Maybe it’s translation from some Brazilian Portugese word whose closest English equivalent is “blackout”? (I write this without the book in hand and must depend on memory. I do not remember the translator's name, nor is it listed in the publisher's website). At any rate, “blackout” is not what happens to the Aldo, a successful interior decorator married to a beautiful psychologist.

When Aldo was a boy, a neighborhood bully bloodied the boy’s face. Aldo offered no resistance, no defensive posture, only meek submission to the beating. But the beating has a haunting effect on Aldo. He develops a lifelong fear of meeting up again with that bully. Garcia-Roza fails to develop the background of this terror. Instead, the author shows us one event that foreshadows the novel’s central event.

Some time after the beating, Aldo thinks he spots the bully headed in Aldo’s direction. Terrified at the thought of another meeting, another beating, Aldo cowers behind stacks of merchandise in a small shop until the shopkeeper asks if the boy needs help. Shaking with fear, the boy abandons his hiding place to hesitantly peek out the storefront. No bully. One moment he was on the street, the next, an empty street. Who knows what set off the panic, but the reader understands Aldo has been terrorized by a figment of his imagination.

Years later, Aldo is moving his car during a thunderous rainstorm. Suddenly out of the darkness, an apparition appears to Aldo’s eyes. It is the bully. Isn’t it?

The next morning, a one-legged man is discovered dead, shot in the chest at the top of a hill. Now the mystery begins. How, or why, does a one-legged man make the strenuous trek from flatlands to the cul-de-sac at the top of a steep hill? Who killed him? Why? Aldo and others were at the scene around the time of the murder, but they have no obvious connection to the nameless corpse.

Meanwhile, back at the office, Aldo’s assistant is a hot young beauty named Mercedes. She sets her sights on Aldo and it’s only a matter of crooking her little finger and Aldo is in her bed. The triumphant Mercedes begins scheming to take Aldo from his wife and two kids. To this point, Aldo was a semi-likeable character. Now, seeing how easily he falls into adultery, the reader loses any loyalty to Aldo and is willing to sit back and let bad stuff happen to Aldo.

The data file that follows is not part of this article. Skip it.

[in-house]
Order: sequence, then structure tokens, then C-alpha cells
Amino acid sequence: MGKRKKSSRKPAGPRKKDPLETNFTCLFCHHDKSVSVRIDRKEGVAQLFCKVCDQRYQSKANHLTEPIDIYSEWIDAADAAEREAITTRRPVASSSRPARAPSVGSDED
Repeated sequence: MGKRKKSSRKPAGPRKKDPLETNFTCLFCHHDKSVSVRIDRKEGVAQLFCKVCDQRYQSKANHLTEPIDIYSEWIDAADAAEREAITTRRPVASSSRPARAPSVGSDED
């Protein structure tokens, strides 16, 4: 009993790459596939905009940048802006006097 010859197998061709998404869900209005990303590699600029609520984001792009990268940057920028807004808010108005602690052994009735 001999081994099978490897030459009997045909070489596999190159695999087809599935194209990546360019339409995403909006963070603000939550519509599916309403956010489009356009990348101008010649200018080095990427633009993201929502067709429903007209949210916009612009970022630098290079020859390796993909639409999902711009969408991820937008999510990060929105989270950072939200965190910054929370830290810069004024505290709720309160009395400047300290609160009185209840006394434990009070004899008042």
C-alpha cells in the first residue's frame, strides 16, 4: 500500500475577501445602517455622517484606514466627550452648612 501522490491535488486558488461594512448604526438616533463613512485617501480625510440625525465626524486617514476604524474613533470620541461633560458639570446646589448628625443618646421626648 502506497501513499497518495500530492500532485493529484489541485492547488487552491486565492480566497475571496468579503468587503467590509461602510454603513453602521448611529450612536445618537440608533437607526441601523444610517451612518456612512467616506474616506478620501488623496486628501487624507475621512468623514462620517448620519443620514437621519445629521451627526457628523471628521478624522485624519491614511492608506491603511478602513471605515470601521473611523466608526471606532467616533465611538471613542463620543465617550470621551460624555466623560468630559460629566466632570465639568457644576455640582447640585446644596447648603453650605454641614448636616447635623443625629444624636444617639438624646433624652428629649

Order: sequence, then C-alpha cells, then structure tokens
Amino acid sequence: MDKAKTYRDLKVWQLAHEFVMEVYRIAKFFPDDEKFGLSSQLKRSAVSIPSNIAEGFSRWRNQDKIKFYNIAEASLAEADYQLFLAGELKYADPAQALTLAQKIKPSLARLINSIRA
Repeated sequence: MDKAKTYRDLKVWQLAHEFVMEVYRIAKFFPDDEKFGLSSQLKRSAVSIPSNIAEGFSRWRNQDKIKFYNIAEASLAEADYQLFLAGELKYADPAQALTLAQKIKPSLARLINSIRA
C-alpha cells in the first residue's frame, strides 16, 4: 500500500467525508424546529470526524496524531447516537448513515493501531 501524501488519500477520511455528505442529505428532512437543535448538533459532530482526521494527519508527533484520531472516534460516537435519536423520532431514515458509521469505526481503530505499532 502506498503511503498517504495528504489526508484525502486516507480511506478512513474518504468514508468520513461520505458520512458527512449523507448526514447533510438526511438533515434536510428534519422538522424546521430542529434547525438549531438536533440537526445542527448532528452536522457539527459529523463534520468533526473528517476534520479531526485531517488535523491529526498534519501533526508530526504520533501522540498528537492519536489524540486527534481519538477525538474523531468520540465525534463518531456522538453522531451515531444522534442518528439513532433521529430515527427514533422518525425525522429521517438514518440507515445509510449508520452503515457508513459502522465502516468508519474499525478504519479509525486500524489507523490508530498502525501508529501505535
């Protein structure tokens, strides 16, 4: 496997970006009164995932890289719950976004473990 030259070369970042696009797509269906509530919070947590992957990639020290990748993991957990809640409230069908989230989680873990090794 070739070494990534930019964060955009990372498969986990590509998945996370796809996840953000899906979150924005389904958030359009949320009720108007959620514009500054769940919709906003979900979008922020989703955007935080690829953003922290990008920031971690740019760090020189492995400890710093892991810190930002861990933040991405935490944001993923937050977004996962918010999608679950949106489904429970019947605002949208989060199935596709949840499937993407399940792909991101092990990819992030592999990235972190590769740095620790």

Aldo’s wife is murdered. But not before the reader sees her in therapy sessions with attractive women, and seemingly crossing the boundary between counselor and lover. How sad to witness three people—Aldo, his wife, and Mercedes the assistant--with such comfortable lives discarding all for a fast fling with a good-looking target.

With a cast of such unattractive, even repellent, characters, the reader cares ever more about Espinosa’s sleuthing. With the wife dead, Espinosa discovers the affair between Mercedes and Aldo. Then a clue here, a clue there, and, almost haphazardly, with only a few pages remaining, Espinosa pins their respective crimes on them.

Blackout is an engaging story but I want to know more about the characters. We see Aldo pushed around as a kid, but have no idea why the boy doesn’t fight back, nor what leads him to be such a ninny that Mercedes finds him easy pickings. We don’t get to see connections between Mercedes’ history and her predatory nature, nor what motivates her to such drastic acts.

There may be a method behind this. Although Blackout has much undeveloped territory, the lacunae help the reader understand the milieu that Inspector Espinosa and his staff work in. Since the reader knows only as much as the detectives, as the case unfolds the reader is forced to set aside logic and causality and simply watch the cops do their job. In the process, the reader will enjoy the delight of discovery and the surprises that Garcia-Roza dishes out. Not a bad trade-off, and one worth picking up the novel for.

That's the view from Lincoln Nebraska this week, the third Tuesday of March. Looking forward to being home next week, but reading some good stuff while on this trip to the great plains. Les wachamos.

mvs

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22. Murder Mystery: Mob Boss

15MobBoss1

I've needed to practice drawing characters and faces as they're a huge weakness where my overall drawing is concerned, so when I received a special request to draw some for a Mystery Murder project (more on that later!), I jumped at the chance. I'm a huge fan of detective, criminal investigation and murder mystery stories anyway, whether on paper or on the screen, so this was tons of fun to do!

So here's the first one, the Mob Boss. Once I'd scanned it in I felt it was a bit too light and perhaps had too delicate a touch for the subject matter, so I played with levels and contrast on photoshop and this was my final result:

15MobBoss

Better, I think ... off to work on the next character now :)

Mob Boss cards and products at zazzle.com